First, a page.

What do you get when you mix science fiction, cooperative gameplay, mining, shooting and dwarves in space? “Deep Rock Galactic,” a surprisingly wholesome first-person shooter released on May 13. At first glance, the game might not seem upbeat – alien arachnid guts abound, the dwarven characters are ill-tempered and bark orders at their loyal machines – but the wholesomeness comes from the interactions gamers have between their friends while playing it. You’re forced to work together to succeed, and the teamplay is fun and rewarding.
“Deep Rock Galactic” is played through a series of missions. You start out on a space rig above the fictional “Hoxxes IV,” a dangerous planet infested with alien arachnids. Choose a mission – mine for precious minerals, collect alien eggs and so on – and blast off from orbit via a mining vessel deep into the crust of the planet. The caverns you explore are computer-generated on the fly, making each experience a unique one. You excavate a wide variety of biomes, adding even more variety – one cavern will be volcanic and the next a subterranean jungle.
On many occasions, the terrain itself is more hazardous than the swarms of hostile aliens. Your team must work together to navigate the natural hazards of long drops, poisonous bogs, radioactivity, extreme heat or cold and more to achieve objectives. But the deeper you dig, the greater the rewards, so even after you’ve completed your primary assignment, you might be tempted to keep going despite the dangers. Greed might just get the better of you, sending your crew home battered and penniless.
Between assignments, you and your friends can upgrade gear, customize the appearance of characters – just how big can my beard get? – and, true to the fantasy dwarf trope, get plastered at the bar. There’s great camaraderie to be had playing “Deep Rock Galactic” with friends and random players you can encounter online.
Although it was officially released recently, the game spent more than two years in early access. Many game developers in the past few years have used a similar model to varying success. Essentially, the developer releases an early beta build of their game and asks players to plunk down some cash upfront to help them finish their game and add more content.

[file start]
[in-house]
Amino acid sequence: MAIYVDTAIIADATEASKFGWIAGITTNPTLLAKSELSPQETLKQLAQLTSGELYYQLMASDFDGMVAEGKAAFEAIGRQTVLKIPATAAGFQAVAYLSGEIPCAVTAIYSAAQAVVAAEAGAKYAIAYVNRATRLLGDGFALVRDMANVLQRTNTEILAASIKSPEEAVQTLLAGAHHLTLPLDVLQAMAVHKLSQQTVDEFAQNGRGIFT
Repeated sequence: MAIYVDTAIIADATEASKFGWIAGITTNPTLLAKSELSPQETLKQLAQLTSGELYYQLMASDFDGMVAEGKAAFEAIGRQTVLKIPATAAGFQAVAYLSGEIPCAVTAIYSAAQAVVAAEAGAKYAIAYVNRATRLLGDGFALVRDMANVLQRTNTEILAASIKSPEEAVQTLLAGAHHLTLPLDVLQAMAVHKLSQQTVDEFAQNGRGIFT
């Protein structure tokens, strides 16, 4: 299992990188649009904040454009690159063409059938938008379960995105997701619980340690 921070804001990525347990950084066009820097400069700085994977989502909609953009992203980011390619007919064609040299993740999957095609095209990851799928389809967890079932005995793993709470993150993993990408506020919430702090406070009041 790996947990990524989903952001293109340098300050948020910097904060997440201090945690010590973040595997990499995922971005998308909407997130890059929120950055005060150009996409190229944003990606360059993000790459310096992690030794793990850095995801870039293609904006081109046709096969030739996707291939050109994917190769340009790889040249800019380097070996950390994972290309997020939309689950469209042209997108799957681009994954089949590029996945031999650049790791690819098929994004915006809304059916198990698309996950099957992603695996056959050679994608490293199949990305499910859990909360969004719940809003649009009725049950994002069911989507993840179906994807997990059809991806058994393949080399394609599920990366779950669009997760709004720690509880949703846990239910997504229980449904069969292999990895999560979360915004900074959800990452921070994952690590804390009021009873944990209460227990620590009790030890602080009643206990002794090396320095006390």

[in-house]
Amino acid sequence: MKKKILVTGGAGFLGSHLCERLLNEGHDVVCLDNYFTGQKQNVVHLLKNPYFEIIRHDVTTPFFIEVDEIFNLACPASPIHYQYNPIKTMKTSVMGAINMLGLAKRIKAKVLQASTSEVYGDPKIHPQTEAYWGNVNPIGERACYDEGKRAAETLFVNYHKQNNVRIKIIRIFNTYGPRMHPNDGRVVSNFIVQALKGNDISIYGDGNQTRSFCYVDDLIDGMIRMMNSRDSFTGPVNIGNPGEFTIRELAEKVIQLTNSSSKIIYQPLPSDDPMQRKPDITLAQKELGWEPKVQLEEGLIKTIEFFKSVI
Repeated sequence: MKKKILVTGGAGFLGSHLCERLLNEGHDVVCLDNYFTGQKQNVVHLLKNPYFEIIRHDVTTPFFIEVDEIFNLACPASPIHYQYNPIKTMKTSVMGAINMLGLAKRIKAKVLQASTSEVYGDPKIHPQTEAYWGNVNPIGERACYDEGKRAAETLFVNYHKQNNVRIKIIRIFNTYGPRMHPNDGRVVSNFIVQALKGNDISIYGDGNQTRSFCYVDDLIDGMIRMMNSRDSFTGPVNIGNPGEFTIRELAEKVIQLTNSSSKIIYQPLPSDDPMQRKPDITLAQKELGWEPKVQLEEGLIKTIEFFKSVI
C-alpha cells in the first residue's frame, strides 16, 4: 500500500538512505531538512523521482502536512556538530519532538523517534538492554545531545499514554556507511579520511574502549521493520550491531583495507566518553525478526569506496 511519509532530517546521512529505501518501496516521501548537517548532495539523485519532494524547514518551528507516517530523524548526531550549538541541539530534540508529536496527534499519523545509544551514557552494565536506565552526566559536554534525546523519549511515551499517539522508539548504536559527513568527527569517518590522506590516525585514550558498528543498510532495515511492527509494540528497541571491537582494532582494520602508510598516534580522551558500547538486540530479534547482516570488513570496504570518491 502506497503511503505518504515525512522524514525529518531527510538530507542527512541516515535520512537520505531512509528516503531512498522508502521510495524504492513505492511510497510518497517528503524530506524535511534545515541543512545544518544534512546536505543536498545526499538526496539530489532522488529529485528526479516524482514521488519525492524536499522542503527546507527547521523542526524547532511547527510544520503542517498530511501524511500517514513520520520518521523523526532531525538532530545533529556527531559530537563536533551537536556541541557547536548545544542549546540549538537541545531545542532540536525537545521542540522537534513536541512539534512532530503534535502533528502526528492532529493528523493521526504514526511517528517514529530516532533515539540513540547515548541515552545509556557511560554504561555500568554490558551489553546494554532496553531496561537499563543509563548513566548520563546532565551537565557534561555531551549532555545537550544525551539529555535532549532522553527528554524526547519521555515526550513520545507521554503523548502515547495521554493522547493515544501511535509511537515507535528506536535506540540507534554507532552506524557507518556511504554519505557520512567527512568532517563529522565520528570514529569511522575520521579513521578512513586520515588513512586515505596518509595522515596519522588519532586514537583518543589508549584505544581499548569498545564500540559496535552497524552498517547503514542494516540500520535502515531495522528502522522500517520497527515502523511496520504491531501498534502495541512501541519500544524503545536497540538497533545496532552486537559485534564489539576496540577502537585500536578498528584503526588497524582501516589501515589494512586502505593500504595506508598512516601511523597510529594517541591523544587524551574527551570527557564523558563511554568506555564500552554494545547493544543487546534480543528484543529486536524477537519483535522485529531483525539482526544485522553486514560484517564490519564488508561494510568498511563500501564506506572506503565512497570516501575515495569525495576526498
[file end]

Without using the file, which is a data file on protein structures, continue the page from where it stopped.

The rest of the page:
Using this tactic, game developers are able to design video games of surprising depth and polish without the support of any major publisher such as Electronic Arts or Activision. “Deep Rock Galactic” attracted mild attention for those two years, but it’s gained serious traction within the past month.
Developer Ghost Ship Games has promised to keep working on the game, already laying out a roadmap teasing future content. There are bugs that need ironing out and improvements to be made. Once in a while upon entering a new cave, a load error will occur, and the graphics will spaz out permanently – it’s completely unplayable, and I just shut off the game when it happens to me.
There also are mild game balance issues. There are four distinct classes to play, each with their own strengths and weaknesses – the Scout, Gunner, Driller and Engineer. Three of them are pivotal, but not the Driller. I’ve spoken to other gamers, and everyone agrees, including players who claim the Driller is their favorite. Aside from these small issues, “Deep Rock Galactic” is an excellent adventure.
I picked up the game in late April weeks before its official release. You can play alone with a robot helper, but you’re clearly encouraged to hop online with friends. The endless variety of caves to explore, focus on teamwork, risk vs. reward mechanics and long haul of going after rare weapon upgrades and cosmetics make for a satisfying gameplay loop. “Deep Rock Galactic” is available on PC via Steam and Xbox One for $30.
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